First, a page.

Step One: Staple a root barrier over one side of a wooden frame. On the outside of the root barrier affix chicken wire to the frame.
Tip 1: We tried using large garbage bags, but found them to be very difficult. Plastic sheeting worked very well. You can see from the picture above that the cut open garbage bags made a very unusual shape that was hard to use to cover the frame. The plastic sheeting has a much more regular shape, so we used it for the rest of the frame.
Tip 2:We also decided to attached the fame to the wall after step one (rather than steep three as it is listed), because we were using an old bunk bed frame that was easier to nail or screw to the wall during before filling with dirt. Due to the large size of the frame, we were afraid the frame would be too heavy and could possibly injure someone. We decided to err on the side of the caution, even though it will be harder to fill the frame with dirt later. One advantage to affixing the frame during this step was that we did not have to put a layer of chicken wire on the wall side of the frame (since the dirt will be held in by the wall).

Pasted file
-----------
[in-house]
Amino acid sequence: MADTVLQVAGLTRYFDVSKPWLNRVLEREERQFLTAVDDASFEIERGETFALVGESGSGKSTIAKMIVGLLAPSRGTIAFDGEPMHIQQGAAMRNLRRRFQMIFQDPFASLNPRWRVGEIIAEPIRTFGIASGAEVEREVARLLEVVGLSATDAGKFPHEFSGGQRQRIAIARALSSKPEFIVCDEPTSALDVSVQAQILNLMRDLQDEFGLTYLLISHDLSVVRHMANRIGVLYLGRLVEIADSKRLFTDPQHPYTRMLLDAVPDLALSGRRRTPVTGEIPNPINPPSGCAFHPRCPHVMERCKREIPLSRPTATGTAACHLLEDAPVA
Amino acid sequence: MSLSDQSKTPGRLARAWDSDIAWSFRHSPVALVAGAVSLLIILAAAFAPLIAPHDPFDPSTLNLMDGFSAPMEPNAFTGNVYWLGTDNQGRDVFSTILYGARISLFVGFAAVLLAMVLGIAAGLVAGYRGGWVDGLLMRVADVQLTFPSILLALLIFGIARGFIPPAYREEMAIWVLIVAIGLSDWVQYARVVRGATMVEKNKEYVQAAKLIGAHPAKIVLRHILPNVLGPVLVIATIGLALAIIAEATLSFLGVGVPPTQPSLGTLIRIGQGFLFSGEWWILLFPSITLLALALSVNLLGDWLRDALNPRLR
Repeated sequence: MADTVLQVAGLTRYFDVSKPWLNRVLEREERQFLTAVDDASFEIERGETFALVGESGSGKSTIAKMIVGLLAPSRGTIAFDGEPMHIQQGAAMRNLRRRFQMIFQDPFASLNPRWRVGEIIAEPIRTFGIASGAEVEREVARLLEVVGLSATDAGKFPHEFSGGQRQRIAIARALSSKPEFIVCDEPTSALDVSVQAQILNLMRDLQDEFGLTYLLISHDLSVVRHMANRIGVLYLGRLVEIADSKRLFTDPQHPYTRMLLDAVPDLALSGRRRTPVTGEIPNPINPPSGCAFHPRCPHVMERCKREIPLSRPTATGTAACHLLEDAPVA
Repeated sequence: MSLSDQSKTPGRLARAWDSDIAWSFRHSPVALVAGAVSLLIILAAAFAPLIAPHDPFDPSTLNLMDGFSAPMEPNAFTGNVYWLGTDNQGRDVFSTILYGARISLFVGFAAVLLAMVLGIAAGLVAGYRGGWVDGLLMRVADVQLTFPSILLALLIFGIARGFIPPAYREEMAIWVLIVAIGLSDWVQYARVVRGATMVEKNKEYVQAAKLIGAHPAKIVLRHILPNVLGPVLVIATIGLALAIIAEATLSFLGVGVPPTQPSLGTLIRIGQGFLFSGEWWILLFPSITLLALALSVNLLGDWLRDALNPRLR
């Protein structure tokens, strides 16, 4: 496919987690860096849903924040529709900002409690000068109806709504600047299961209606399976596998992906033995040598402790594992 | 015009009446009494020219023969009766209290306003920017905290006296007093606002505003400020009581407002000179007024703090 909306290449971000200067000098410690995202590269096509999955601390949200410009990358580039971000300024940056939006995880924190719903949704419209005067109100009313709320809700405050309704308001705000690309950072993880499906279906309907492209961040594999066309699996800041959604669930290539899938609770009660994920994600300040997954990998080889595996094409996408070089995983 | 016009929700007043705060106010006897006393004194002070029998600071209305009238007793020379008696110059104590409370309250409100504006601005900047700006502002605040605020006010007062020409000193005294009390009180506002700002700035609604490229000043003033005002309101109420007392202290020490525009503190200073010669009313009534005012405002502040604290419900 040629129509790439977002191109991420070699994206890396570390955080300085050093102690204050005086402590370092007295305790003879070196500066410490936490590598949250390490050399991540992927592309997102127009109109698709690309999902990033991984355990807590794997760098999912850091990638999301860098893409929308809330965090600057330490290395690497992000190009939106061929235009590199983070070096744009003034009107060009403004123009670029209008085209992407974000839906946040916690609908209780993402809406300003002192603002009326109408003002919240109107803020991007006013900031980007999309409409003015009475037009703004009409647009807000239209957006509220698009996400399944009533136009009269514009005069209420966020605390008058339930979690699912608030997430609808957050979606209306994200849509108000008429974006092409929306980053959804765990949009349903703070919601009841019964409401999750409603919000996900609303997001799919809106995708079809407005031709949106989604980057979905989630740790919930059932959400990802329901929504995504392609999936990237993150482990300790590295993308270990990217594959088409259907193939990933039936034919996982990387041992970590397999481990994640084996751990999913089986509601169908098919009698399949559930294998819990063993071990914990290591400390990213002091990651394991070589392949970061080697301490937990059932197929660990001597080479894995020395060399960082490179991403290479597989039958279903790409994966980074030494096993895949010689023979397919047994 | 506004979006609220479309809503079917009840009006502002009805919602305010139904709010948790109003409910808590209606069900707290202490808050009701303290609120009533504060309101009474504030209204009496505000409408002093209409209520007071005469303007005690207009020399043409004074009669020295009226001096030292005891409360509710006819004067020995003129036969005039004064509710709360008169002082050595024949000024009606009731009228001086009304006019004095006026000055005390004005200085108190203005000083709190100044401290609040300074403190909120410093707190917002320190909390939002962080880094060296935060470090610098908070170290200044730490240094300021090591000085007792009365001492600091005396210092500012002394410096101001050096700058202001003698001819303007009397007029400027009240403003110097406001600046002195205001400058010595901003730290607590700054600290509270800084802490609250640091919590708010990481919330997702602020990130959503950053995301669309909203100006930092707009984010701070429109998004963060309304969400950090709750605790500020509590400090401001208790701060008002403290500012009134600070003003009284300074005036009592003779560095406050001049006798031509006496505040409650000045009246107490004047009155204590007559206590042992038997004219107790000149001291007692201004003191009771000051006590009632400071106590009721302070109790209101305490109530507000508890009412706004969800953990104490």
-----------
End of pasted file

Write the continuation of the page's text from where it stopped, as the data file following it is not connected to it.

Tip 3: The best way to attach chicken wire to a wood frame is to use nails. Pound in the nail 2/3rds of the way in and then bend the nail towards the outside of the the chicken wire to pull it taught on the frame.
Step Two: Fill the fame with vertical gardening soil or soil/moss combo. Staple a potato sack to the outside of the frame covering the soil. Affix chicken wire on top of the potato sack.
This photo shows the frames we're working on. It looks a little different than the instructions because we attached it to the wall in step one.
Tip 1: We used manure and compost! We got free manure from a local horse stable and free compost from a local waste site.
Tip 2: Because we affixed the frame to the wall before putting the chicken wire and potato sacks on the frame, we needed to sew the sacks onto the wire with twine. This is the same process used if you are making a vertical garden pocket on a fence. The image to the right shows the seam of two sacks that we overlapped to cover the length of the chicken wire. We recommend making a knot at each end of the twine so it doesn't unravel while you're sewing the potato sack on. Note: If you're having trouble finding it in the store, remember that some hardware stores now call chicken wire "poultry wire."